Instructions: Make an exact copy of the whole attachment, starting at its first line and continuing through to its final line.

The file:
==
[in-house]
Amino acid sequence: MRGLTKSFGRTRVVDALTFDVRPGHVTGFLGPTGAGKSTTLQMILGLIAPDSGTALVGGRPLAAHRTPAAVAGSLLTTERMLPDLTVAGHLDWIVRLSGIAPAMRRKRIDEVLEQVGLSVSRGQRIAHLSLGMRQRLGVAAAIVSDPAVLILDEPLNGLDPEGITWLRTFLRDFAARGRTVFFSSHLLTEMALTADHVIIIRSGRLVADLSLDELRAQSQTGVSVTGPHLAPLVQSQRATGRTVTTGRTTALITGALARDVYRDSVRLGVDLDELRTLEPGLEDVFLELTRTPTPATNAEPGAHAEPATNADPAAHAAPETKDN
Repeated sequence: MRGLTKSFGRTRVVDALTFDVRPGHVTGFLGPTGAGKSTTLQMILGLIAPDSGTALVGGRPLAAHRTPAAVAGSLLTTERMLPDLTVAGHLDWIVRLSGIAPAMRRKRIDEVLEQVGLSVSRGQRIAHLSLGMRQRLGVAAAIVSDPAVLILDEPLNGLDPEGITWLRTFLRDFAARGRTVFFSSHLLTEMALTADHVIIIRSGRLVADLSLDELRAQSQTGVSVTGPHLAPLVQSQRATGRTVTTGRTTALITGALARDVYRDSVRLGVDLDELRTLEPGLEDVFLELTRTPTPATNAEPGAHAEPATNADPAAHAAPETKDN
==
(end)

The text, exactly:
[in-house]
Amino acid sequence: MRGLTKSFGRTRVVDALTFDVRPGHVTGFLGPTGAGKSTTLQMILGLIAPDSGTALVGGRPLAAHRTPAAVAGSLLTTERMLPDLTVAGHLDWIVRLSGIAPAMRRKRIDEVLEQVGLSVSRGQRIAHLSLGMRQRLGVAAAIVSDPAVLILDEPLNGLDPEGITWLRTFLRDFAARGRTVFFSSHLLTEMALTADHVIIIRSGRLVADLSLDELRAQSQTGVSVTGPHLAPLVQSQRATGRTVTTGRTTALITGALARDVYRDSVRLGVDLDELRTLEPGLEDVFLELTRTPTPATNAEPGAHAEPATNADPAAHAAPETKDN
Repeated sequence: MRGLTKSFGRTRVVDALTFDVRPGHVTGFLGPTGAGKSTTLQMILGLIAPDSGTALVGGRPLAAHRTPAAVAGSLLTTERMLPDLTVAGHLDWIVRLSGIAPAMRRKRIDEVLEQVGLSVSRGQRIAHLSLGMRQRLGVAAAIVSDPAVLILDEPLNGLDPEGITWLRTFLRDFAARGRTVFFSSHLLTEMALTADHVIIIRSGRLVADLSLDELRAQSQTGVSVTGPHLAPLVQSQRATGRTVTTGRTTALITGALARDVYRDSVRLGVDLDELRTLEPGLEDVFLELTRTPTPATNAEPGAHAEPATNADPAAHAAPETKDN